Trimming will decrease your pump efficiency, but it will also decrease the load on the motor, which means a lower current draw, so despite the lower efficiency its a win.

Here is some light reading about impeller trimming as a better solution to your problem:
http://www1.eere.energy.gov/manufact...impellers7.pdf
http://www.pump-zone.com/topics/pump...-impeller-trim
http://saraswathula.tripod.com/trimming.htm
http://fluidfuture.ksb.com/en/fluidf...ller-trimming/
http://www.waterworld.com/articles/p...dify-them.html
__________________
True craftsmanship is only one more power tool away.

That's the beauty of processors, they don't have emotions they just run code - The PLC Kid.

Last edited by TConnolly; September 3rd, 2013 at 01:56 PM.
  Reply With Quote
Old September 3rd, 2013, 04:56 PM   #10
DickDV
Member
United States

DickDV is offline
 
Join Date: May 2002
Location: Kalamazoo MI
Posts: 2,307
Unless the two motors have identical nameplate data, you will still need two overloads, one in each set of motor leads.
  Reply With Quote
Old September 3rd, 2013, 05:06 PM   #11
g.mccormick
Member
United States

g.mccormick is offline
 
Join Date: Jul 2012
Location: IN
Posts: 457
Quote:
Originally Posted by TConnolly View Post
OK, if I understand you correctly,
  • You have a cold well that you are supplying make up water too.
  • You do not have to provide make up water often.
  • You have two make up water pumps, but only one runs at a time.
  • Your pump feed water flow is not sufficient at the pump suction, so you want to decrease the rate at which the pumps move water.


Its just me, but I wouldn't approach this as a controls problem. I'd put a trimmed impeller in the pumps and leave the controls alone. Its maybe 5% of the cost of a drive, will take substantially less time, and will be far more reliable. Resizing the impeller is one of those rare cases where you really can have all three: cheap, good, and fast.

Your pump repair people can help you resize the impeller. Chances are the impeller can be chucked on a lathe and trimmed to the right size for the application, if not most pump manufacturers provide trimmed impellers. The pump volute, motor, plumbing, and controls remain unchanged.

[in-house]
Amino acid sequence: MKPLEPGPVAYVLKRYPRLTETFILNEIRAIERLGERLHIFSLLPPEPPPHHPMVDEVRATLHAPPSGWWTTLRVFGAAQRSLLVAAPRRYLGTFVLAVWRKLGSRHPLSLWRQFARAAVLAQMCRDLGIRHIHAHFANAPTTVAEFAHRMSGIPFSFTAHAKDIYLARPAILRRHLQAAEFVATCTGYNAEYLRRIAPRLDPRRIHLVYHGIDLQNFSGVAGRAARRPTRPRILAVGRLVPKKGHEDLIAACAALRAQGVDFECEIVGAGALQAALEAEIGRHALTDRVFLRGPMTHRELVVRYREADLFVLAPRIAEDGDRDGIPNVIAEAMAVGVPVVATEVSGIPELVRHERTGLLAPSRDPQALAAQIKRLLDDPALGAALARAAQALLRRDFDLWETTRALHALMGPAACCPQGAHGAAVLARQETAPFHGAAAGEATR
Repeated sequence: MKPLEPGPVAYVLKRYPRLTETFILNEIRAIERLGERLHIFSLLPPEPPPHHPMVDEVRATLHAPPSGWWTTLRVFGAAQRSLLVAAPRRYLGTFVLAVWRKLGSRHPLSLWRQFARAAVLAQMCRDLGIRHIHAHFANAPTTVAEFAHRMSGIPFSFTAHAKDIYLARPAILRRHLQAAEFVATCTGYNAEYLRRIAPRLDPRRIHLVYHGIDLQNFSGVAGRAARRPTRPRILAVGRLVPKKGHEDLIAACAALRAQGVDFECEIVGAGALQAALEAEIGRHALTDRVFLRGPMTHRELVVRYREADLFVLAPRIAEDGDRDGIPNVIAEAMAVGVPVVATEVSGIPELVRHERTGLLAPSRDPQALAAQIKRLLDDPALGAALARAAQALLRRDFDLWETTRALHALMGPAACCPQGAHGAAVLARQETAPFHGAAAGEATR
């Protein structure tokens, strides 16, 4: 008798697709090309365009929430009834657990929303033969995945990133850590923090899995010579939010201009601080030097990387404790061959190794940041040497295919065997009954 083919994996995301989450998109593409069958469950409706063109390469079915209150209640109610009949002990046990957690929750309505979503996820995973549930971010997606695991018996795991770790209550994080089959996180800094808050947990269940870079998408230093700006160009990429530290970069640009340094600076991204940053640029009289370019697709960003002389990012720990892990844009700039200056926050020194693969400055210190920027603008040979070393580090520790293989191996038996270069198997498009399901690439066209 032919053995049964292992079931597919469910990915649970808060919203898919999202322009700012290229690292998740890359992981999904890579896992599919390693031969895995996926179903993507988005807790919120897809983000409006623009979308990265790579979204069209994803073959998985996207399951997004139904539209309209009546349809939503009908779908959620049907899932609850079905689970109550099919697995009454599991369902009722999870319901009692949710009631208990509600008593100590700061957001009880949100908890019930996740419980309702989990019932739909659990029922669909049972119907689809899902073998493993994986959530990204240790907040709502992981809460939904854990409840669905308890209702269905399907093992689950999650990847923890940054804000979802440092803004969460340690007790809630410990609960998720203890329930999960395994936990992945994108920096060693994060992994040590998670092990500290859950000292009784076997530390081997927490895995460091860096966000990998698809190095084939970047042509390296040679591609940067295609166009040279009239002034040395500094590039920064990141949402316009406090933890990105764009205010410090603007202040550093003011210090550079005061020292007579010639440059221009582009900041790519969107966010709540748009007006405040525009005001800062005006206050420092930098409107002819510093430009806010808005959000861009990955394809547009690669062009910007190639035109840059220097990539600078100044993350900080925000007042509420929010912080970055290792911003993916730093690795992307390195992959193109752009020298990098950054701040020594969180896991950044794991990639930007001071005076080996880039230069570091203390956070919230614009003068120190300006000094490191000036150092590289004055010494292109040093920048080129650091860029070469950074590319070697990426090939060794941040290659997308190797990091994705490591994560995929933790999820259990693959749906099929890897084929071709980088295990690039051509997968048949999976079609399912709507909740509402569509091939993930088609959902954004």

Trimming will decrease your pump efficiency, but it will also decrease the load on the motor, which means a lower current draw, so despite the lower efficiency its a win.

Here is some light reading about impeller trimming as a better solution to your problem:
http://www1.eere.energy.gov/manufact...impellers7.pdf
http://www.pump-zone.com/topics/pump...-impeller-trim
http://saraswathula.tripod.com/trimming.htm
http://fluidfuture.ksb.com/en/fluidf...ller-trimming/
http://www.waterworld.com/articles/p...dify-them.html


I don't want to modify the pumps because at some point in the future (hopefully within the next 6 months) we should have water supply updated and be able to use full 60hz.



Quote:
Originally Posted by DickDV View Post
Unless the two motors have identical nameplate data, you will still need two overloads, one in each set of motor leads.
Identical motors and pumps. The reason for wanting to alternate is just to keep the two pumps about even on run time.
  Reply With Quote
Old September 3rd, 2013, 06:27 PM   #12
mendonsy
Member
United States

mendonsy is offline
 
mendonsy's Avatar
 
Join Date: Feb 2009
Location: Western NY
Posts: 716